The U.S. Social Security Administration does provide actuarial life tables for ages above 100 but only by sex. They do not provide statistics according to ethnicity or race. The following table and graphs derived from the Social Security Administration’s 2019 life table (https://www.ssa.gov/OACT/STATS/table4c6.html)
|Age||Male||Out of 100,000 males
born in 2019
|Female||Out of 100,000 females
born in 2019
Two important take-aways from the table and graphs are:
- Females fare much better than males in survival to age 100 and older. At birth, three times more girls (3%) than boys (1%) go on to live to 100. About 5 times more girls (0.23%) than boys (0.05%) live to 105 years and about 10 times more girls (0.02%) than boys (0.003%) live to 110.
- Rates of survival to 100 versus 105 versus 110 are very different. Three percent of females and 1% of males in the 2019 birth cohort, given age-specific mortality rates in that year, are projected to survive to 100 years old. Only 0.4% of females and 0.09% of males will survive to 105 years which is 10 times rarer than survival to 100. Survival to 110 years is 150 times rarer for females and 333 times rarer for males (0.02% for females, 0.003% for males) than living to 100. The percentage of survival for U.S. males and females, ages 100 to 114 years, are shown in Figure 1.
Research articles about centenarians usually do not account for the fact that these rarer and rarer ages likely entail very different underlying degrees of resilience or resistance to the various intrinsic and extrinsic causes of aging and aging’s predisposition to aging-related diseases. As a result, the predictors (e.g. biomarker and genetic signatures) and risk factors for what are different exceptional longevity phenotypes are different. One reason supercentenarians are so rare is that the corresponding combination of genetic and other biological determinants (signatures or networks) is so rare.
Realizing that these dramatically different rates of survival likely represent different phenotypes of exceptional longevity, the New England and Tokyo Centenarian Studies and the Japanese semi-supercentenarian study have, over the past decade, made concerted efforts to enroll and study semi-supercentenarians and supercentenarians. These studies have found that the majority of supercentenarians are escapers of aging related disease and disability at the age of 100. Furthermore, with approximately 70% of them being escapers they are a relatively homogeneous group compared to the heterogeneity observed among centenarians around age 100 years. When we initially attempted to prove Fries’ hypothesis, we were studying centenarians that were too young and only when we included participants with ages that approximated human lifespan did we find evidence in support of the compression of morbidity hypothesis.
- Schoenhofen EA, Wyszynski DF, Andersen S, Pennington J, Young R, Terry DF, Perls TT. Characteristics of 32 supercentenarians. J Am Geriatr Soc. 2006 Aug;54(8):1237-40. PMCID: PMC2895458
- Andersen SL, Sebastiani P, Dworkis DA, Feldman L, Perls TT. Health span approximates life span among many supercentenarians: compression of morbidity at the approximate limit of life span. J Gerontol A Biol Sci Med Sci. 2012 Apr;67(4):395-405. PMCID: PMC3309876.)
- Yasumichi Arai, Hiroki Inagaki, Michiyo Takayama, Yukiko Abe, Yasuhiko Saito, Toru Takebayashi, Yasuyuki Gondo, Nobuyoshi Hirose, Physical Independence and Mortality at the Extreme Limit of Life Span: Supercentenarians Study in Japan, The Journals of Gerontology: Series A, Volume 69, Issue 4, April 2014, Pages 486–494, https://academic.oup.com/biomedgerontology/article/69/4/486/547861
What do Centenarians Die From?
In a study of death records from 8,559 centenarians in Denmark, during 2010-2012, died from the following (Kaalby L, Skytthe A, Andersen-Ranberf K, Jeune B, Chapter 8. Exceptional Lifespans, Eds H Maier, B Jeune and JW Vaupel, 2021 https://link.springer.com/book/10.1007/978-3-030-49970-9 )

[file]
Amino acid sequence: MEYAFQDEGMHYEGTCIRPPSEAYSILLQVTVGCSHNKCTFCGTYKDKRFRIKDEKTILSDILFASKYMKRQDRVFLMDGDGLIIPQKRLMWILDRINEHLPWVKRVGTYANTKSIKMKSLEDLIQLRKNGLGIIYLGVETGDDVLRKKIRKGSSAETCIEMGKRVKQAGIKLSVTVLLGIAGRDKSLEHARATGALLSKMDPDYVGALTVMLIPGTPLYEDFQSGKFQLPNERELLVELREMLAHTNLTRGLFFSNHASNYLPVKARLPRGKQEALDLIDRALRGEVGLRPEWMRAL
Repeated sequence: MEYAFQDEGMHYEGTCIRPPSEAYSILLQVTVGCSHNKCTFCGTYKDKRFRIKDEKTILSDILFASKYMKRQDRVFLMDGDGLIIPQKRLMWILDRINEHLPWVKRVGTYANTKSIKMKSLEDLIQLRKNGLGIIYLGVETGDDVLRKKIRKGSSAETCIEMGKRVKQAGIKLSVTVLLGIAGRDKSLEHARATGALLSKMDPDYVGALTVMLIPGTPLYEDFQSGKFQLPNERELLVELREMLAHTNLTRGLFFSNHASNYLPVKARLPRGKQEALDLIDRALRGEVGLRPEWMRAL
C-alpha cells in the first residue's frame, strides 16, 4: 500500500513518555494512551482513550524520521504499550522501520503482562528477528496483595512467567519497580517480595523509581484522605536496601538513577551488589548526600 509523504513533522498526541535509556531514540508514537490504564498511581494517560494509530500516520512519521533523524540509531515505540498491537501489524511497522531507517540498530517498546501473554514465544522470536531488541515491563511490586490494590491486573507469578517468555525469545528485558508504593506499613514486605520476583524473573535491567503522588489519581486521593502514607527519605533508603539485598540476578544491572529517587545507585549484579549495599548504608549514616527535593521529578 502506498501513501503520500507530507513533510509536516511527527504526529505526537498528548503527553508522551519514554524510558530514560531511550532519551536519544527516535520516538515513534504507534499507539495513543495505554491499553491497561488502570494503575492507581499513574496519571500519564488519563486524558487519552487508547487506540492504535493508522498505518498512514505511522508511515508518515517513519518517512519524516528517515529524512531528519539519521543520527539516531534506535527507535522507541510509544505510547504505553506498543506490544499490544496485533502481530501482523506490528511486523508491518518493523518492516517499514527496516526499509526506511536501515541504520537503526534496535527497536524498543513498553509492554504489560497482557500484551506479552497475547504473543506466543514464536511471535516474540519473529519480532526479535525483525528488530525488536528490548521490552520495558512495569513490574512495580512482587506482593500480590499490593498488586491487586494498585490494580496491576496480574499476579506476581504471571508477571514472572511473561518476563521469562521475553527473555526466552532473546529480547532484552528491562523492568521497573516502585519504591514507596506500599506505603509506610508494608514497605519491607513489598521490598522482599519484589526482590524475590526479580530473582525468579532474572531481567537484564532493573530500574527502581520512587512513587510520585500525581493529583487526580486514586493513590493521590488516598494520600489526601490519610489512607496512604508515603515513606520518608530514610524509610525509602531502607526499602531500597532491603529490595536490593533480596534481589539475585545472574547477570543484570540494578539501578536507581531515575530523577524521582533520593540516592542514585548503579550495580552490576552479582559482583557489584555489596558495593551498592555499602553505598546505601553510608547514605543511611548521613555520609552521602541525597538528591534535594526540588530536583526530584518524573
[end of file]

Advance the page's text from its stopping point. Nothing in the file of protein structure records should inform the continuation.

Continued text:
- Cardiovascular and cerebrovascular disease 33%
- Pneumonia or other lung disease 12%,
- Cancer 4% (much lower than the rate in the 85-99 year old group which was 15%). In semi-supercentenarians the proportion who died from cancer was even lower, at 2.1%
- Gastrointestinal 3%
- Urogenital 2%
- Endocrine 3%
- Mental disease 7%
- Poorly defined 28%
- Accidents 3%
- Other 6%
Dr. Thomas Perls suspects that many of the “poorly defined” are dementia in addition to the 7% noted as mental disease. Though note that when dementia occurs in centenarians, it tends to be of very short duration.
In 2014, the CDC produced a report on centenarian mortality and indicated the top five causes were:
- Heart Disease
- Alzheimer’s disease
- Influenza and pneumonia
Nature Versus Nurture: The Role of Genes Versus Environment in Aging and Exceptional Longevity
Gerontologists often cite studies of lifespans amongst identical twins reared apart to describe the genetic and environmental components of aging. Based upon these studies, the common answer is 70-80% environment and 30-20% genes. This makes sense in the context of results from the study of Seventh Day Adventists at Loma Linda University who as a group have perhaps the longest average life expectancy in the United States, 86 years for men and 89 years for women. The main attributes that these individuals have in common is that their religion for the most part asks that they have very good lifestyle choices. That is, they tend to be vegetarian, they don’t smoke, they regularly exercise and hey spend a lot of time with their families and with their religion.
Many Americans do the opposite (e.g. excessive meat consumption, lack of exercise, smoking, etc) and thus it is not surprising that on average, Americans die 8-10 years earlier. What the 7th Day Adventist results also show us is that the average American has the genes to reach their mid-late 80s, they just need to take very good care of themselves with proper lifestyle choices. Also note that the oldest subjects in the twin studies lived to their early to mid-eighties. Therefore, again, these findings indicate that health behavior choices explain the vast majority of our ability or inability to reach 86 years for men and 89 years for women.
However, we have learned from our studies of the siblings of centenarians and of supercentenarians that exceptional longevity runs very strongly in families. Also, a Danish study of nonagenarians and centenarians has noted that the power of an exceptional longevity (EL) study to discover genetic factors associated with EL increases with the age of the subjects. These and other study results strongly suggest that the genetic component of exceptional longevity gets larger and larger with increasing age and is especially high for those age 106 years and older.